I was in need of a good ADC for monitoring both single-ended and differential analog signals, and this one didn't have a breakout. So I made one.
The layout without the oscillator was a board I rolled for a problem at work. I since reworked it to include a local tight-tolerance MEMS oscillator at the ADC's maximum rated input frequency of 19.6608 MHz.
My new version of this breakout also has 1% tolerance resistors everywhere, broken-out voltage reference pins, and isolated digital and analog power planes (per Microchip's layout guidelines),
The OSHPark projects for this breakout were just updated, as was the source repository.
Note about the input filtering This board is based on Microchip's reference schematic, complete with RC low-pass filters at each input pin. This filters everything above about 16kHz.
Note about part change Microchip released a new version of the MCP356x last year. All documentation has been updated, and both the Arduino demo driver, and the non-blocking driver written around CppPotpourri have been updated to work with both versions of the part.
The new version has support for an internal Vref of 2.4V (which also outputs on the REF+ pin. To make matters worse, that internal reference is enabled out of reset. So the driver was extended in such a way as to achieve the old part's behavior (external Vref) unless the flag is passed to use the internal Vref. Why did you select a rail-to-rail ADC to throw away 33% of the range? Oh well....
This project's hardware aspect has been in my cruft pile for more than a year. I've finally eaten through the backlog. But I've been actively using the part since I originally rolled it, and the driver has been continuously improving since. Now that things are (mostly) stable with this board, I've listed it on Tindie and will be maintaining the driver.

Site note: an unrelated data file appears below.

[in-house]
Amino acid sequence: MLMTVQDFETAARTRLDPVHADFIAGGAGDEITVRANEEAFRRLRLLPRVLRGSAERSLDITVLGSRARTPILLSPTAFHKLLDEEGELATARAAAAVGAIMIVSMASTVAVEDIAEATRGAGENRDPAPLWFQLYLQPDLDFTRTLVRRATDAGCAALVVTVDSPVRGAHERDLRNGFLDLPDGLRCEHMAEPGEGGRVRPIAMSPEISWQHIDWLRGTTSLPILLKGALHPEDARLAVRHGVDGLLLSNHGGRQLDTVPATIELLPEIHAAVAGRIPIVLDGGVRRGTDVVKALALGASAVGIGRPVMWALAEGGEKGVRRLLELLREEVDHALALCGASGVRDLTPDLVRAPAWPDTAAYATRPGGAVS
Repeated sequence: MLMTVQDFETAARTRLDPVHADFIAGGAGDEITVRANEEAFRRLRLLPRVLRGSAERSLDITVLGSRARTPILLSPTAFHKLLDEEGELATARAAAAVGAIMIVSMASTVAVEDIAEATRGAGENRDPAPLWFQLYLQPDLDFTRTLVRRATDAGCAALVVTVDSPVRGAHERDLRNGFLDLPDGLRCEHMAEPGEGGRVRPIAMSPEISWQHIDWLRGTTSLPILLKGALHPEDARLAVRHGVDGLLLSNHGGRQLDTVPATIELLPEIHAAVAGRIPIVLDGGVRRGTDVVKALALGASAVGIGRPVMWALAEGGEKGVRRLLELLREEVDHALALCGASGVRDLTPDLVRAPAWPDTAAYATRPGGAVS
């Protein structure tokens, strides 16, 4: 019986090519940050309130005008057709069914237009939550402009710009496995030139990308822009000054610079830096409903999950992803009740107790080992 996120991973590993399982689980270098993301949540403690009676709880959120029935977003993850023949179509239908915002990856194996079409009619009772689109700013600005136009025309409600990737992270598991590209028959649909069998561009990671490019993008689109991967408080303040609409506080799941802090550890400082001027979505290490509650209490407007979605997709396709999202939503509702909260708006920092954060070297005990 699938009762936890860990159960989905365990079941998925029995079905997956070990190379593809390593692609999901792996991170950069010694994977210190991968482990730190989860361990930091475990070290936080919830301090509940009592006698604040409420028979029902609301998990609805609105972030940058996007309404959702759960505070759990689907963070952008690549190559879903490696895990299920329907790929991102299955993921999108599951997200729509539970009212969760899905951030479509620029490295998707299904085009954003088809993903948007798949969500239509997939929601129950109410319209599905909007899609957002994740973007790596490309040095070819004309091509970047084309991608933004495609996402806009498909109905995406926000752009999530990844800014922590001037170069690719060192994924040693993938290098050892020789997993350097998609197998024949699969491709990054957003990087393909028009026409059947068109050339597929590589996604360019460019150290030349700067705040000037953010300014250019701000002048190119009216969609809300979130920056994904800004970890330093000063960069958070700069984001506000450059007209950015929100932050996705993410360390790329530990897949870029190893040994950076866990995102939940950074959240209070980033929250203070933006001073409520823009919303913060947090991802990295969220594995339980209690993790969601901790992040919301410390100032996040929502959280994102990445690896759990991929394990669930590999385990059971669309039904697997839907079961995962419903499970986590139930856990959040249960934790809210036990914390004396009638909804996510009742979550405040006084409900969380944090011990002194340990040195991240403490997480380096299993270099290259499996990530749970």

Regarding code and support:
Trying to track comms across different projects (one for each breakout) is overwhelming, and questions might go unanswered. Please use this project's chat room for support going forward. The big topic will almost certainly be firmware.
Getting my driver to work as-written is non-trivial at this point, but should be both possible, and easier in the future. If you are willing to suffer a little and use my support libraries, I'll support those as well.
My driver is almost entirely non-commital with respect to the use-cases. So it's complicated and probably difficult to understand. Other users of this chip might sensibly decide to use my driver as a baseline for their own (less generalized) drivers. The cost of this generality is partly paid at runtime, and that's a cost you might not want to pay if you are working inside a mint-tin.
The driver will probably never support the chip's addressing scheme (multiple chips accessed with a single bus transaction and CS pin).
The supply chain sucks
It does. You know it. Almost every big project has a part that is out of stock or going EoL. Microchip itself hasn't run dry of parts, but SiliconLabs (who made the OSC on the version of the board that includes it), has. I will be sub'ing it out for an (almost) equivalent Microchip part. The new part has twice the drift, and 2mA more current draw. But at least I can still buy them. I will post updated datasheets and specs once I validate the new part. Until then, I am out-of-stock on the "with OSC" version of the board.